Keidanren (Japan Federation of Economic Organizations)
July 22, 1997
The statistical surveys conducted by the government must accurately grasp the actual conditions of Japan's economy and society, and the results must be provided to users in a timely and easy-to-use manner. At the same time, statistical surveys must be carried out under an efficient administrative organization so that an undue burden is not placed on those asked to supply information.
From this perspective, an inspection of statistical surveys in Japan reveals the following problems: (1) In a decentralized data-collection setup, each ministry and agency carries out its own surveys, and there is much duplication in survey content and such administrative work as management and compilation. (2) Staff members responsible for statistics are heavily concentrated on some ministries and agencies. (3) Some surveys have lost historical meaning and necessity, while others (informally known as yami, or "underground," surveys) have been conducted without any authorization. (4) Not much progress has been made in the mutual use of statistics among ministries and agencies or in the utilization of the "administrative records"--basic reference materials on laws and administrative rules.
For these reasons, the implementation of statistical surveys is strikingly inefficient. At the same time, an onerous burden is imposed on survey respondents.
In this context, Keidanren has been considering fundamental reform of the statistical system. We plan to submit our specific proposals this fall. In the meantime, in order to have our ideas reflected in the discussions of the Administrative Reform Council (chaired by Prime Minister Ryutaro Hashimoto), we have given precedence to studies of matters related to organizational reform of statistical administration and have put together the following proposal. The statistical administration setup we would like to see when the organizational reform is completed is explained in the attached material.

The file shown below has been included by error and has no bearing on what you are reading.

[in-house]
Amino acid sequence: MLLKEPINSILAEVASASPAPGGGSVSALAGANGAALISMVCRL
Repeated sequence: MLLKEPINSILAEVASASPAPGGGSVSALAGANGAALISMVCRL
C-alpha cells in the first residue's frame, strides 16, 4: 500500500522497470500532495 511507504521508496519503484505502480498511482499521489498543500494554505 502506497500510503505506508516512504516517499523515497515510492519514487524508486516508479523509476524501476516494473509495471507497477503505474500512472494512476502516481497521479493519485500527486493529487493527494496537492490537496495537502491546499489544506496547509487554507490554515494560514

According to the idea of reorganization of central ministries and agencies proposed by the Administrative Reform Council in interim report in May, each ministry should review it's law and specialize in planning, drafting, and general coordination functions; the surveys themselves should be conducted by an independent external agency.
Both to make good use of the expertise and deep experience of each ministry and agency and to respond to administrative needs appropriately , each ministry and agency should plan and draft its own statistical surveys.
To eliminate the current duplication of work and make effective use of the statistical staff members now concentrated on some ministries and agencies, a Statistics Agency (provisional name) should be established as an independent external agency and charged with conducting the surveys.
The work of the Statistics Agency would include (1) implementation of surveys (design of survey style, distribution and collection of survey forms, input and compilation of data, and publication of results); (2)preparation of refined economic data and statistics (improvement of the System of National Accounts in Japan, compilation of secondary statistics, such as Index of Industry Product); (3) program and system development; (4) training of statistical survey staff; and (5) integrated management and recompilation of databases. In cases where it is apparent that the private sector can carry out the work more efficiently in terms of cost and period to publish the result of surveys, and other such factors, the agency should select a private business through competitive bidding and commission it to conduct the survey, on the condition that it protects the confidentiality of the information collected.